At this point, the argument becomes semantics. Is "science" a term to describe the word "fantasy" like "high" is in "High Fantasy"? Or is it a portmanteau of Science Fiction and Fantasy? The mix is valid, so there's no reason to invalidate the portmanteau; while the former appears to have a stronger semantical argument at first glance...how can you have a fantasy that's scientific, since fantasy's very definition eschews science? It doesn't make any sense. That would make it an invalid genre category, a self-contradictory thing. No need.

 

Therefore, it makes sense to apply said term to a valid possibility in logic.  

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"whilst you claim that this is a fallacy (carried by others); that I use a narrower definition"

 

Not what I said. I said it's fallacious to use this to conclude that somebody else using a different label, by a different definition scheme, is "patently false" or the like. You would only logically be able to say something like "inconsistent with my personal definition."

 

"those other definitions are merely less accurate & incomplete"

 

Accurate to what? To your own definition? That's circular (and thus still arbitrary). It's not (evidently, based on things you've said) as accurate to the name itself -- science fiction.

 

And as it would rule things out (in the "mix as subset" sense) that would normally count under "fiction about science" (or words to that effect like the cited definitions), it seems to me that it's yours that is more incomplete.

 

And by the same logic, then your definition of fantasy must be incomplete, since you're not applying the limit to that, that you are to sci-fi!

 

 

 

Keep in mind I was perfectly happy to let you go on using that unusual definition system in the topic -- we're debating this because when I did not reply to most of what you said, you started to object and seemed to think I should adopt your system. You can define it that way, just keep it in perspective that it shouldn't likely be adopted by everybody else, as it's arbitrary. Though then we must wonder why you would want to keep it yourself. :P

 

 

 

I'm struggling to think of any works that would have to have their genre — any that have been classified as Science Fiction that I would classify as Science Fantasy have already been called Science Fantasy;

You lost me here again, sorry. Except it sounds like maybe you lost sight here that we were talking about the "in a sense" classification of a mixture being a subset, as you used for Fantasy. But that seems unlikely so I figure you must mean something else. :shrugs:

 

 

I'm not trying to force something new upon the world

I wouldn't say "force" and wouldn't say (totally) new, but it does seem like you wanted everybody else to adopt this complex and confusing system, from several of your statements in the topic, when we have a more consistent and logical system that is also pretty straightforward.

 

But even if "Bionicle is sci-fi' is patently false" do not work; why would anyone call something a less accurate term than they could otherwise use?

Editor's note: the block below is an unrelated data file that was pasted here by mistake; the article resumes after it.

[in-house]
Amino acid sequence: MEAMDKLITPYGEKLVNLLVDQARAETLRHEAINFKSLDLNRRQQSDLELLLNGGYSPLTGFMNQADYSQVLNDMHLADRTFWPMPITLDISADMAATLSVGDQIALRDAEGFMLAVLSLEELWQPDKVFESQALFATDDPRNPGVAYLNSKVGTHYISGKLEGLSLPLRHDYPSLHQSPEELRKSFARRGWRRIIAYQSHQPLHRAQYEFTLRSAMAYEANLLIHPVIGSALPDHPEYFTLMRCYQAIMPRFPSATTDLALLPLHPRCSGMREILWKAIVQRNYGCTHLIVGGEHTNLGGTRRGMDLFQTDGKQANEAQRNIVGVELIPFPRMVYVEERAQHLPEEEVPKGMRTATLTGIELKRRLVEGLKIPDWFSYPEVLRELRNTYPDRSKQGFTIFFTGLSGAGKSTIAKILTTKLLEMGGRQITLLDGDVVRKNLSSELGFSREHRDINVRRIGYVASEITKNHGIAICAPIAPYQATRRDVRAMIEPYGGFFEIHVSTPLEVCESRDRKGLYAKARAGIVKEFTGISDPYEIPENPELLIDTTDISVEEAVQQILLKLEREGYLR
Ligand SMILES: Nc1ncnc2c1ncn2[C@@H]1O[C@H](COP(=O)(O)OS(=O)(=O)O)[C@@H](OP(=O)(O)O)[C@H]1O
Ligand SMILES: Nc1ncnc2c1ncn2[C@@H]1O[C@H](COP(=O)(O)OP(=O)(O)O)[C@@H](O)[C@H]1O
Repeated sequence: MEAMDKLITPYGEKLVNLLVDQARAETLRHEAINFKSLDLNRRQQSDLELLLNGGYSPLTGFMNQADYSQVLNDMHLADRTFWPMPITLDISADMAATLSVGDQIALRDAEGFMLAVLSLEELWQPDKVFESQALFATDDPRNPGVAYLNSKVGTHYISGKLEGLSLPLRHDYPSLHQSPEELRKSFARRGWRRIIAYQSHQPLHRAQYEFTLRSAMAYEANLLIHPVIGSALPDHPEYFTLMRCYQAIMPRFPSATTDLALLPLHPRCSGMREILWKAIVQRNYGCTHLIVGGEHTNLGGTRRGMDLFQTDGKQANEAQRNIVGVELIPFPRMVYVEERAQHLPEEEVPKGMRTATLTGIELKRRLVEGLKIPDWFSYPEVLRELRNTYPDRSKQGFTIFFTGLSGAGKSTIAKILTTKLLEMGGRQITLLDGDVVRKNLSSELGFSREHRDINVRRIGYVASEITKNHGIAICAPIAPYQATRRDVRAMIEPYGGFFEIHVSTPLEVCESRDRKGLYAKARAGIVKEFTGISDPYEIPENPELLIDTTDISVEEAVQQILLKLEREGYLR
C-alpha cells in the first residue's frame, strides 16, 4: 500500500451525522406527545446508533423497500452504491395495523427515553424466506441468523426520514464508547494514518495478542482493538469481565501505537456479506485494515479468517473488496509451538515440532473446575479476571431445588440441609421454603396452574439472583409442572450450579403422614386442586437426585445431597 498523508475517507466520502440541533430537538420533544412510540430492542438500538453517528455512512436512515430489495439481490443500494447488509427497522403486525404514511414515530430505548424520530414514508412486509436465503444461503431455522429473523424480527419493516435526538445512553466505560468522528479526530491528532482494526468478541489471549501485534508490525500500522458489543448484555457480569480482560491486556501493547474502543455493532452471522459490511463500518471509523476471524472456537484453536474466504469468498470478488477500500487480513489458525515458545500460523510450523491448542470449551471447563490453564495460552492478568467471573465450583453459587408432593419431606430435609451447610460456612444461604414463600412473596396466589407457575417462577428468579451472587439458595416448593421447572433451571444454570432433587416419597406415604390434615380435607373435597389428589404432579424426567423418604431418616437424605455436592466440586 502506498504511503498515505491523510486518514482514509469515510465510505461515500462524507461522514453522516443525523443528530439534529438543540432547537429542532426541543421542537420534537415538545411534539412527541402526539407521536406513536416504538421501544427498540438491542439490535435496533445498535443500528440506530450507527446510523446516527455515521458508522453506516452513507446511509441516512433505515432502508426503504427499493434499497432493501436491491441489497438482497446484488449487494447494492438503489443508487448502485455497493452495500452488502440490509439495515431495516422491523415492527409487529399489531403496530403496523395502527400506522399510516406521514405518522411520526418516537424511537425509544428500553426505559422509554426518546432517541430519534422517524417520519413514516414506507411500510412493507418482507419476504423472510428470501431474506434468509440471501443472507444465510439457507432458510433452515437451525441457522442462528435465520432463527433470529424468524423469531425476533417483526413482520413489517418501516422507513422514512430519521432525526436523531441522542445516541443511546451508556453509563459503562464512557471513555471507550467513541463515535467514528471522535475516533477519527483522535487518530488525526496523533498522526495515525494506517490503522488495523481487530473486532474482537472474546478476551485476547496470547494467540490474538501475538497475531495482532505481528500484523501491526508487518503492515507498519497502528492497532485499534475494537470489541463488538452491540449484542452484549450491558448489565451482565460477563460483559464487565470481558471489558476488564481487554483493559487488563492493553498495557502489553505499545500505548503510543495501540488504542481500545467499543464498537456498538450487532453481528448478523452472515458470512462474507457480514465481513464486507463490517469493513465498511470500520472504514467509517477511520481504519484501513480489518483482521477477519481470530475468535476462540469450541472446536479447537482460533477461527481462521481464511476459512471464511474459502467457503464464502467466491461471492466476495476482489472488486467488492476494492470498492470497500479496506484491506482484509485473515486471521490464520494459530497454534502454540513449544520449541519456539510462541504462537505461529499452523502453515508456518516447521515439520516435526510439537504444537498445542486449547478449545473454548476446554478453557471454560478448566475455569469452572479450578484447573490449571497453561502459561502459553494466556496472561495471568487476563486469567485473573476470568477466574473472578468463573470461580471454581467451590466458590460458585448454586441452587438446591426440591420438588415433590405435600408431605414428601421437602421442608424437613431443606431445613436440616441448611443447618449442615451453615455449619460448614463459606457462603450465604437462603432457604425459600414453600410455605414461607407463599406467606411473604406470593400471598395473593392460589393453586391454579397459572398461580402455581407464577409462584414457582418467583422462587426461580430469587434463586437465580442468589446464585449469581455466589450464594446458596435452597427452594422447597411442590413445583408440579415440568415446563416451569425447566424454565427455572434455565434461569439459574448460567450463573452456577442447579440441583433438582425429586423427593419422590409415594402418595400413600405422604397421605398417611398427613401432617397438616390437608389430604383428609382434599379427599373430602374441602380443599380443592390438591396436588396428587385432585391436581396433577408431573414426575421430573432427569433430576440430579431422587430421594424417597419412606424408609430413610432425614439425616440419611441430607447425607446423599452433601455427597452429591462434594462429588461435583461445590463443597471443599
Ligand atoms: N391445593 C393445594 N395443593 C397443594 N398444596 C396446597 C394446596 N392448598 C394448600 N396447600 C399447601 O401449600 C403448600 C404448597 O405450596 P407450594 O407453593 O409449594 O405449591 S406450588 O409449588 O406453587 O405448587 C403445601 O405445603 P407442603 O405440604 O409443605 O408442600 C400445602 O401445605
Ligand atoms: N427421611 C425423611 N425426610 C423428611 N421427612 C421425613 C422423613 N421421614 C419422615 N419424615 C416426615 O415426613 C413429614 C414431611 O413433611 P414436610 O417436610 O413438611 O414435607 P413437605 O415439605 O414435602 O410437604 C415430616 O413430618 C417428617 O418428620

You're the one that needs to answer that, not me. Again, I don't know how many times it needs said to sink in, but I'm not the one that normally classifies the mixture as a subset -- you did that by insisting Science Fantasy be seen as a subset of Fantasy. I simply pointed out that while it's logical that you CAN do that, Venn logic shows that by definition it also works the other way, so it could also be seen as a subset of Sci-Fi.

 

Normally I just see everything on the spectrum from hard sci-fi to pure fantasy as in the category of speculative fiction, and classify based on "closest match" in sci-fi, sci-fant, or fantasy.

 

So, you're the one that wanted to classify Sci-fant by the less accurate term Fantasy. You should answer why we should do that, but not also do the same for Science Fiction.

 

And while you can arbitrarily do that, somebody else could just as easily say Fantasy is the one that stays limited, and Sci-fi isn't. Either way, you're not actually changing the content of the mixture story! So I say it's all just semantics, and if you want to look at it as a subset, it goes both ways.

 

 

 

Incidentally, you could also just as easily see both sci-fi and fantasy as the subsets of science fantasy, for stories that are sci-fant like Star Wars or Bionicle. In this sense, the spaceships and robots in both series are in a set of "things that are in this story" and they are sub-classified as "sci-fi things in this story", while the Jedi or Toa ("wizards" with their own special types of magics) powers are in the subset of "fantasy things in this story."

 

So, neither Fantasy nor Sci-Fi has to be seen as OVER Science Fantasy if you're going to work with subsets! They could both be under.

 

Not saying I would put all Fantasy under Science Fantasy of course, but just within those stories you could do this. So, in addition to mixtures being able to be looked at as subsets, you can also look at mixtures as categories containing subsets!

 

 

My point being, it's all somewhat arbitrary, when you worry about making one thing or another subsets of each other, within spec. fic.

 

Whilst in a bookstore for example, I might place Urban Fantasy in/near Fantasy; when someone is asking me about a given book why would I say something is a Fantasy when it's clearly an Urban Fantasy?

If you sensed they didn't care about the sub-genre; like if they asked, "I'm looking for a fantasy story. Not a sci-fi story, mind you. Hey, that book there... I see in the cover art there's real-world stuff... does that make that sci-fi?"

 

In that case they would already be aware it's "urban" so you might find it wasteful to spend words saying it, and just say, "No, it's fantasy!"